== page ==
Between them, Anne and Susan (and, eventually, Lizzie) create a community of women united in their service to others, whose definition of virtue does not depend on righteous indignation or stern judgment but on the practice of that “mercy and tenderness.” Their power arises, as Gaskell tells it, not so much in defiance of masculine authority (not at first, anyway) but through the gradual assertion of their female authority — through their maternal roles and the moral authority this brings — as well as through their independent claim to interpret God’s laws.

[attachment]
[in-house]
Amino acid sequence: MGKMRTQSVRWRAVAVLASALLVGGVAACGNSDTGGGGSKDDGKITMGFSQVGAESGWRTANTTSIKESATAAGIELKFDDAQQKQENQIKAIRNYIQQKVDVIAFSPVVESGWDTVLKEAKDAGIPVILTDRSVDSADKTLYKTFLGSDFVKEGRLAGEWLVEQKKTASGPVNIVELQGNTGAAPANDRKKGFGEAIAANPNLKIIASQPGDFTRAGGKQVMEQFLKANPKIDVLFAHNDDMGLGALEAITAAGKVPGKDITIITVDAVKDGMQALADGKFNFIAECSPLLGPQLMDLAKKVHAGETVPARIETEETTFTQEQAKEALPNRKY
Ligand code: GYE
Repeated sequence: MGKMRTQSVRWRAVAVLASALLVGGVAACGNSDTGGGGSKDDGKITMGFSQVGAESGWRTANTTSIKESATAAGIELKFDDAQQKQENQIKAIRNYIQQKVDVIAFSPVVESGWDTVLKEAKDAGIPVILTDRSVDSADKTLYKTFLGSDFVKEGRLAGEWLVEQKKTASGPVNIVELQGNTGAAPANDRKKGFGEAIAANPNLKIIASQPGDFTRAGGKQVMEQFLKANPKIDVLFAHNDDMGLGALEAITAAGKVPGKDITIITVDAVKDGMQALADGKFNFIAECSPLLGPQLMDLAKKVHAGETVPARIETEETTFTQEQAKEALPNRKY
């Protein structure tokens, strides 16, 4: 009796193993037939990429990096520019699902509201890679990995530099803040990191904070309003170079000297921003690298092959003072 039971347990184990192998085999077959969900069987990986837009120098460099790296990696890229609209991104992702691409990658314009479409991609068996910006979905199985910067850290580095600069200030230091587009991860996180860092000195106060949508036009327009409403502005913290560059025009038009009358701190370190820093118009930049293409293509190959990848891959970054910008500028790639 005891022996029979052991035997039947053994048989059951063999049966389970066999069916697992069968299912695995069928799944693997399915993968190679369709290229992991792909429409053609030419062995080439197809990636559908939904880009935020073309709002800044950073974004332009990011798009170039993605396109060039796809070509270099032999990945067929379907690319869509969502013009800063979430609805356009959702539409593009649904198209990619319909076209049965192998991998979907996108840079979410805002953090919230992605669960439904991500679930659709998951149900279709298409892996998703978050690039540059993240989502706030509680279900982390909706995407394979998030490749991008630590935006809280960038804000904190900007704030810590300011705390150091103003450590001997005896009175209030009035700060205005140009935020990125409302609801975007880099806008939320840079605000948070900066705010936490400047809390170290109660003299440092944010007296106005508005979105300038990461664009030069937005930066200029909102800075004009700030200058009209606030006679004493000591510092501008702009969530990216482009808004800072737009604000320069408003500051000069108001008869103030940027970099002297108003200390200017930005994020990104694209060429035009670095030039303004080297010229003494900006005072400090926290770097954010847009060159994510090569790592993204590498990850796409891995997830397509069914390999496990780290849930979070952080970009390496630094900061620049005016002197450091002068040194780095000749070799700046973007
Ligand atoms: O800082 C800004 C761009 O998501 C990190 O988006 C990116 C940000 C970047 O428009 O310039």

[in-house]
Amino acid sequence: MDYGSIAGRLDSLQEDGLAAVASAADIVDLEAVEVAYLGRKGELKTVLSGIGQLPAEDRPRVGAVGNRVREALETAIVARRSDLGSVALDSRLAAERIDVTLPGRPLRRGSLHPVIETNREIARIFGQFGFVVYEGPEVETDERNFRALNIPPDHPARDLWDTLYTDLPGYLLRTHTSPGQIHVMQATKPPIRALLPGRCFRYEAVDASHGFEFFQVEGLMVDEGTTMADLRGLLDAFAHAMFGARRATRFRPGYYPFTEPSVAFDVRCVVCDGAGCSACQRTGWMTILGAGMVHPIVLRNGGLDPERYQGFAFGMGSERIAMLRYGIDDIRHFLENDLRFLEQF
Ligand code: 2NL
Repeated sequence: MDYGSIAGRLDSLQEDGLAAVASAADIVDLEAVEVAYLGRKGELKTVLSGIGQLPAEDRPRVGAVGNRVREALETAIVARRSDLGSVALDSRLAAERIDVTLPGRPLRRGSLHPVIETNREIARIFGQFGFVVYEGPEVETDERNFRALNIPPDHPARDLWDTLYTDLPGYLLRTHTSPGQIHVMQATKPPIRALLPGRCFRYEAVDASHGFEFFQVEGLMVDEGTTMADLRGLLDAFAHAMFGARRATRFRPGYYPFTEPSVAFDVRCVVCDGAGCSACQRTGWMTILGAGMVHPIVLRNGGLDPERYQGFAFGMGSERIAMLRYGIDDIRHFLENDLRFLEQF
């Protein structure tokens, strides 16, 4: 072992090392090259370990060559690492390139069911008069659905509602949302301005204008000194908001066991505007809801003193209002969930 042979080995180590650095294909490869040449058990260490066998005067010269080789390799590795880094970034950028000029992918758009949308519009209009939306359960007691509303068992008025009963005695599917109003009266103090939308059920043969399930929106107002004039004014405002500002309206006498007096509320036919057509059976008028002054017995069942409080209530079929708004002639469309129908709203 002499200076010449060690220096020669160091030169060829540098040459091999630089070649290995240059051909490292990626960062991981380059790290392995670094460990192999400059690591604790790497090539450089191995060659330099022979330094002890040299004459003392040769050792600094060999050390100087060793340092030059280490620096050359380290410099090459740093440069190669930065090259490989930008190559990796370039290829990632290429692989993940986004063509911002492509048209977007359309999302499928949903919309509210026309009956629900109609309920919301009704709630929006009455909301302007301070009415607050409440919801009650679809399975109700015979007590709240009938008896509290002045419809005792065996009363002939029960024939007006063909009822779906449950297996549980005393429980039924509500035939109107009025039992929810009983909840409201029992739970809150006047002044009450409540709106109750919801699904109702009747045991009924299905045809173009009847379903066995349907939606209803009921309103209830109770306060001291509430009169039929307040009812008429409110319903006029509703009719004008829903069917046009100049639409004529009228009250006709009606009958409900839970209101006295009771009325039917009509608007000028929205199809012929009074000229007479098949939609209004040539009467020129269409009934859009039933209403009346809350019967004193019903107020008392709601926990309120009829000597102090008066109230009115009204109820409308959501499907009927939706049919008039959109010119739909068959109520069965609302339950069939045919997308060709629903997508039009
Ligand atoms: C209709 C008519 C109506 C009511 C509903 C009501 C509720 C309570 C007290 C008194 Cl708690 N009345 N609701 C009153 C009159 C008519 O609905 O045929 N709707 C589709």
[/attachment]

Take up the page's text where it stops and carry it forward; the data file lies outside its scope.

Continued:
There are definitely things about “Lizzie Leigh” that are hard to take, including the fate of “the little, unconscious sacrifice, whose early calling-home had reclaimed her poor, wandering mother” as well as the extreme seclusion that is Lizzie’s fate after her reclamation. She’s not (like Hetty, or Little Emily) sent entirely out of her world, but Gaskell can’t quite imagine a place for her fully in it either. What I love about “Lizzie Leigh,” though, is the same thing I love about Mary Barton, North and South, and Wives and Daughters: there’s just something so humane about Gaskell’s vision of the good. She wants us all to be kinder to each other, to understand each other better, to define virtue as something we have to practice, not just a quality we can passively exhibit. For her, these are religious imperatives, but they needn’t be; George Eliot’s Silas Marner urges us to much the same conclusions, as does Middlemarch. I think for both writers, it matters much less why you make sympathy a guiding principle than that you do it: ultimately, for both of them, it’s small human acts of grace that give us all a chance at redemption.